Just a Few Words
Spots of bacon grease decorated Miss Augustine’s scanty wardrobe of threadbare, musty-smelling housedresses. Rheumatoid arthritis had gnarled her fingers; the thick lenses of her smudgy glasses proved she could hardly see. Wispy gray hair surrounded her sagging face like a coarse, untamed horse’s mane. As she shuffled laboriously around her small home, the flattened heels of her fleece-lined slippers scuffed along with idle resistance.
She lived alone with Ruthie, her twenty-year-old Persian cat, in a log cabin situated on a large lake. Persistent winds often slammed white caps into her seawall with crashing, spraying voices chanting a mantra: “Faith (shhhhhh), hope (shhhhhh), love (shhhhhh) ...” Sometimes neighbors saw her sitting on her porch in the sunshine, nodding her head and mouthing those words, affirming the waves.
Debilitating pain was Miss Augustine’s constant companion, one almost everyone seemed to overlook. She was atypical and odd, an eccentric would-be nun living a reclusive, cloistered life. People left her alone, labeling her as either mysterious or else just plain odd. Her niece Stasi was particularly outspoken. “You’re crazy, auntie! All that religious hocus-pocus controls your whole life. It’s embarrassing!”
At times Miss Augustine and Stasi had heated conversations – battles of will where verbal shrapnel flew. Both refused to back down. Miss Augustine’s argument remained essentially the same: “Jesus is the truth, honey. And the truth will set you free.”
One day in mid-April the wind whipped across the lake driving particularly forceful waves. Miss Augustine spoke to them as if they were human. “You’re so noisy today! Why all the racket?” But she already knew. They insisted she focus on MORE faith. MORE hope. MORE outspoken love.
That day her arthritic pain seemed especially difficult to bear, and Ruthie appeared similarly listless. However, the churning water inspired Miss Augustine. “Maybe this is the day for the journal, Ruthie?”
Several months prior on her eightieth birthday, a friend from church named Anne had given her an empty book with a picture of tempest-tossed waves on the cover. “I know writing is difficult with your arthritis, but keeping a journal could be therapeutic and energizing - a way to pour your heart out on paper. I’d be happy to do the writing for you if you’d ever like to dictate to me,” Anne said.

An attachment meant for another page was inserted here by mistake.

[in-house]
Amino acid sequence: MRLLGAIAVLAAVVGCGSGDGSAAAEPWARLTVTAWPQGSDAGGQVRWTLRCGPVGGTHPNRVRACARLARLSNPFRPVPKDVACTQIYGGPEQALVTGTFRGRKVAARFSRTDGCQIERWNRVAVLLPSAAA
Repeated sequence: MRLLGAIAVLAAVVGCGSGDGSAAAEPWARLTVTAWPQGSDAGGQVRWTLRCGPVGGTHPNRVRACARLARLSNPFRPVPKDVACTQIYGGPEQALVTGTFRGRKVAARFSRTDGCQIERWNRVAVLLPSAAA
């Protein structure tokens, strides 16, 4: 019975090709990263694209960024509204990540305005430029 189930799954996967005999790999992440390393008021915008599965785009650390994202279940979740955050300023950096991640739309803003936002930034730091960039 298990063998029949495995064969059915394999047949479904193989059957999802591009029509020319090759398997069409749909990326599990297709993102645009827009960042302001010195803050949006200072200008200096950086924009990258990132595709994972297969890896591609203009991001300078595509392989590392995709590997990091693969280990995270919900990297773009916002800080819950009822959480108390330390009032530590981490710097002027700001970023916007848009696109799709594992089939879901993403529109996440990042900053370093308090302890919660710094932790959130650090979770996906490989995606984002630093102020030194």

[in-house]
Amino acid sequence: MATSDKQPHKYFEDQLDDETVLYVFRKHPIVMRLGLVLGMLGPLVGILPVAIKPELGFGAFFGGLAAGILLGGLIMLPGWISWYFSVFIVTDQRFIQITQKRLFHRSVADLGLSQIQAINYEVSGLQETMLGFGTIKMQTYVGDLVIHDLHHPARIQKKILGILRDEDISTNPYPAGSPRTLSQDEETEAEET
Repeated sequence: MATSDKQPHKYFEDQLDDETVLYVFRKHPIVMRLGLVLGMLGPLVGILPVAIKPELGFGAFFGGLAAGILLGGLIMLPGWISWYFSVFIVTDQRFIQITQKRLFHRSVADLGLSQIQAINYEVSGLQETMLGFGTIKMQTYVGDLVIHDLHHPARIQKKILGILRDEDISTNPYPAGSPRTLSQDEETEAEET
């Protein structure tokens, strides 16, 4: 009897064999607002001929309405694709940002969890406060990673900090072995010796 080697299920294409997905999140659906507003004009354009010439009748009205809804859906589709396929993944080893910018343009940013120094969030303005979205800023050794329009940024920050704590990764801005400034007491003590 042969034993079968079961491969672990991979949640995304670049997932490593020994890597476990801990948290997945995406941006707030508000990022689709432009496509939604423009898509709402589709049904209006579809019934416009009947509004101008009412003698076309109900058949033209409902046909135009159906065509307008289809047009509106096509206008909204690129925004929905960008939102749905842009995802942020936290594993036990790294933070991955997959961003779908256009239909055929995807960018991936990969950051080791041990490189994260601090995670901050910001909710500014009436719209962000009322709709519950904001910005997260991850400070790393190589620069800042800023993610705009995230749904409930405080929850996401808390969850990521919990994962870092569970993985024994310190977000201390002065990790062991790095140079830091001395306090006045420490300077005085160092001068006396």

At the time Miss Augustine thanked Anne but thought it a useless gift. She’d never been a writer, and dictation sounded a little too transparent. But in the midst of that windy April day, Miss Augustine knew one thing: she must write! She looked at Ruthie, curled in an almost-fetal position. “Ruthie, those legions of whitecaps say the time has come.”
It took several clumsy minutes for Miss Augustine to fish the journal from a bottom drawer and begin to scrawl oversized letters across the first page in slow motion. Her arthritic fingers could hardly hold the pen, let alone write smoothly. Still, she persisted.
“The waves are my faithful friends,” she wrote. “What do they say? To live by faith in the Lord of life - and His hope - and His love!”
She leaned against the back of her chair, exhausted. Those few words were so large they took up the entire page. She turned to page two.
“I love Stasi. But she doesn’t know how much You love her, Lord! I beg You – call her to Yourself!”
With that, her aching hands pushed the journal aside and she sighed. So much effort to say so little!
Two weeks later Miss Augustine’s body lay in a coffin. The day after the funeral Stasi stopped by the cottage intending to adopt Ruthie, but ended up sitting at her aunt’s scarred oak table staring at the lake as if in a daze. Ruthie purred and rubbed against her legs while the waves spoke their peace. Did Stasi have ears to hear?
The journal lay in plain sight; she opened it. Miss Augustine’s scribbles on those first two pages acted as arrow-sharp messengers, impaling her heart. An inner dike broke; violent tears mimicked the sprays of water erupting along the seawall.
With a quaking voice Stasi said, “I’m taking this journal home with us, Ruthie … to fill out the rest of the pages.” Little sobs punctuated her words. “There’s something I need to find out. Auntie’s battles are over – her war with pain as well as her war with me. Now I must seek the truth …”
In the background, Miss Augustine’s waves agreed. “Faith (shhhhhh), hope (shhhhhh), love (shhhhhh) …”
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